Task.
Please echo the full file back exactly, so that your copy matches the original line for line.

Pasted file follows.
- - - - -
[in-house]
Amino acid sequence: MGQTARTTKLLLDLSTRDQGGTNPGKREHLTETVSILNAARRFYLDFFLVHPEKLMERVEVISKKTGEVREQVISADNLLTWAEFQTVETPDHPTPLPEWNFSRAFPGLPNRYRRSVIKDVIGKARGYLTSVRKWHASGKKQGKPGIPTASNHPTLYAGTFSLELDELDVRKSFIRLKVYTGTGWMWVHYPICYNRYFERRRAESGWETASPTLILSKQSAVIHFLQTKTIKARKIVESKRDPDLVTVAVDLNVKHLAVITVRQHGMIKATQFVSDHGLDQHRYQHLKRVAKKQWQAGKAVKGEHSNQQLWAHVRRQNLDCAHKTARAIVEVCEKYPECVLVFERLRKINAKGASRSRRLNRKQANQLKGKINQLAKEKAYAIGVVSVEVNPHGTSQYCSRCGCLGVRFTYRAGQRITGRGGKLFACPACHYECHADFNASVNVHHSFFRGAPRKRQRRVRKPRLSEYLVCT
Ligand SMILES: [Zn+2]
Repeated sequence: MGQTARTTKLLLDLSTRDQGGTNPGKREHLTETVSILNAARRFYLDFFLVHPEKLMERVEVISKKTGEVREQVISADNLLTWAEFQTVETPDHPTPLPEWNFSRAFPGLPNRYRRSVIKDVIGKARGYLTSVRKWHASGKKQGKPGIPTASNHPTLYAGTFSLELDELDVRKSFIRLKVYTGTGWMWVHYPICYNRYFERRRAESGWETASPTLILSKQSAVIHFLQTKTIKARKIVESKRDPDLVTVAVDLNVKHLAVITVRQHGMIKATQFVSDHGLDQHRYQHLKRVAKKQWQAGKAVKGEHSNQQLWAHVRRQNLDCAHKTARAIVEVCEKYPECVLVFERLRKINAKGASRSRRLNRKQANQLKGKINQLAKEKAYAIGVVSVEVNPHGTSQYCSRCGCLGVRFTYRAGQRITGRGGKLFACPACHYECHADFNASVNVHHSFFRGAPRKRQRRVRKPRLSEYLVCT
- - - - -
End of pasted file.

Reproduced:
[in-house]
Amino acid sequence: MGQTARTTKLLLDLSTRDQGGTNPGKREHLTETVSILNAARRFYLDFFLVHPEKLMERVEVISKKTGEVREQVISADNLLTWAEFQTVETPDHPTPLPEWNFSRAFPGLPNRYRRSVIKDVIGKARGYLTSVRKWHASGKKQGKPGIPTASNHPTLYAGTFSLELDELDVRKSFIRLKVYTGTGWMWVHYPICYNRYFERRRAESGWETASPTLILSKQSAVIHFLQTKTIKARKIVESKRDPDLVTVAVDLNVKHLAVITVRQHGMIKATQFVSDHGLDQHRYQHLKRVAKKQWQAGKAVKGEHSNQQLWAHVRRQNLDCAHKTARAIVEVCEKYPECVLVFERLRKINAKGASRSRRLNRKQANQLKGKINQLAKEKAYAIGVVSVEVNPHGTSQYCSRCGCLGVRFTYRAGQRITGRGGKLFACPACHYECHADFNASVNVHHSFFRGAPRKRQRRVRKPRLSEYLVCT
Ligand SMILES: [Zn+2]
Repeated sequence: MGQTARTTKLLLDLSTRDQGGTNPGKREHLTETVSILNAARRFYLDFFLVHPEKLMERVEVISKKTGEVREQVISADNLLTWAEFQTVETPDHPTPLPEWNFSRAFPGLPNRYRRSVIKDVIGKARGYLTSVRKWHASGKKQGKPGIPTASNHPTLYAGTFSLELDELDVRKSFIRLKVYTGTGWMWVHYPICYNRYFERRRAESGWETASPTLILSKQSAVIHFLQTKTIKARKIVESKRDPDLVTVAVDLNVKHLAVITVRQHGMIKATQFVSDHGLDQHRYQHLKRVAKKQWQAGKAVKGEHSNQQLWAHVRRQNLDCAHKTARAIVEVCEKYPECVLVFERLRKINAKGASRSRRLNRKQANQLKGKINQLAKEKAYAIGVVSVEVNPHGTSQYCSRCGCLGVRFTYRAGQRITGRGGKLFACPACHYECHADFNASVNVHHSFFRGAPRKRQRRVRKPRLSEYLVCT